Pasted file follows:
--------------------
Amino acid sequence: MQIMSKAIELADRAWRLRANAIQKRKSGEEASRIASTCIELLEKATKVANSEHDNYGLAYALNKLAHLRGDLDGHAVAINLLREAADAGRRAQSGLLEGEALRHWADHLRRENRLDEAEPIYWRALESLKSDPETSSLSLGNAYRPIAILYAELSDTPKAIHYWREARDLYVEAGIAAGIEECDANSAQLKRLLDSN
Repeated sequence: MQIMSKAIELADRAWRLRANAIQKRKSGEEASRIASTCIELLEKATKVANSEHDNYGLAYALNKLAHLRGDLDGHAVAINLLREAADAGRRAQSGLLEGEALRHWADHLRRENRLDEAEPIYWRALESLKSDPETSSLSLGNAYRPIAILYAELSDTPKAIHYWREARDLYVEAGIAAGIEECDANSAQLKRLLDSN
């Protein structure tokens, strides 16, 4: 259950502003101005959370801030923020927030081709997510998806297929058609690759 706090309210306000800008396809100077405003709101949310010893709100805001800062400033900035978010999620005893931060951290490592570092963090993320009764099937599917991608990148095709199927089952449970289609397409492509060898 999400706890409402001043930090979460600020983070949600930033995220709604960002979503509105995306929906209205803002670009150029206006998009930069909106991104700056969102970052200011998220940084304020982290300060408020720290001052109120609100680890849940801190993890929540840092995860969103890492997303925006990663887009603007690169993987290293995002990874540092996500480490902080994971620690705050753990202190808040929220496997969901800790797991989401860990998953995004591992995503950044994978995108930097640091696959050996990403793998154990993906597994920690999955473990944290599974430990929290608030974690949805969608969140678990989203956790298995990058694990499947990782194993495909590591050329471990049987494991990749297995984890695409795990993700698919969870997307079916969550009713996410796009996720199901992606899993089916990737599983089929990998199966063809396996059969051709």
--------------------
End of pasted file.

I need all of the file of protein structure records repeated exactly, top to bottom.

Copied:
Amino acid sequence: MQIMSKAIELADRAWRLRANAIQKRKSGEEASRIASTCIELLEKATKVANSEHDNYGLAYALNKLAHLRGDLDGHAVAINLLREAADAGRRAQSGLLEGEALRHWADHLRRENRLDEAEPIYWRALESLKSDPETSSLSLGNAYRPIAILYAELSDTPKAIHYWREARDLYVEAGIAAGIEECDANSAQLKRLLDSN
Repeated sequence: MQIMSKAIELADRAWRLRANAIQKRKSGEEASRIASTCIELLEKATKVANSEHDNYGLAYALNKLAHLRGDLDGHAVAINLLREAADAGRRAQSGLLEGEALRHWADHLRRENRLDEAEPIYWRALESLKSDPETSSLSLGNAYRPIAILYAELSDTPKAIHYWREARDLYVEAGIAAGIEECDANSAQLKRLLDSN
């Protein structure tokens, strides 16, 4: 259950502003101005959370801030923020927030081709997510998806297929058609690759 706090309210306000800008396809100077405003709101949310010893709100805001800062400033900035978010999620005893931060951290490592570092963090993320009764099937599917991608990148095709199927089952449970289609397409492509060898 999400706890409402001043930090979460600020983070949600930033995220709604960002979503509105995306929906209205803002670009150029206006998009930069909106991104700056969102970052200011998220940084304020982290300060408020720290001052109120609100680890849940801190993890929540840092995860969103890492997303925006990663887009603007690169993987290293995002990874540092996500480490902080994971620690705050753990202190808040929220496997969901800790797991989401860990998953995004591992995503950044994978995108930097640091696959050996990403793998154990993906597994920690999955473990944290599974430990929290608030974690949805969608969140678990989203956790298995990058694990499947990782194993495909590591050329471990049987494991990749297995984890695409795990993700698919969870997307079916969550009713996410796009996720199901992606899993089916990737599983089929990998199966063809396996059969051709």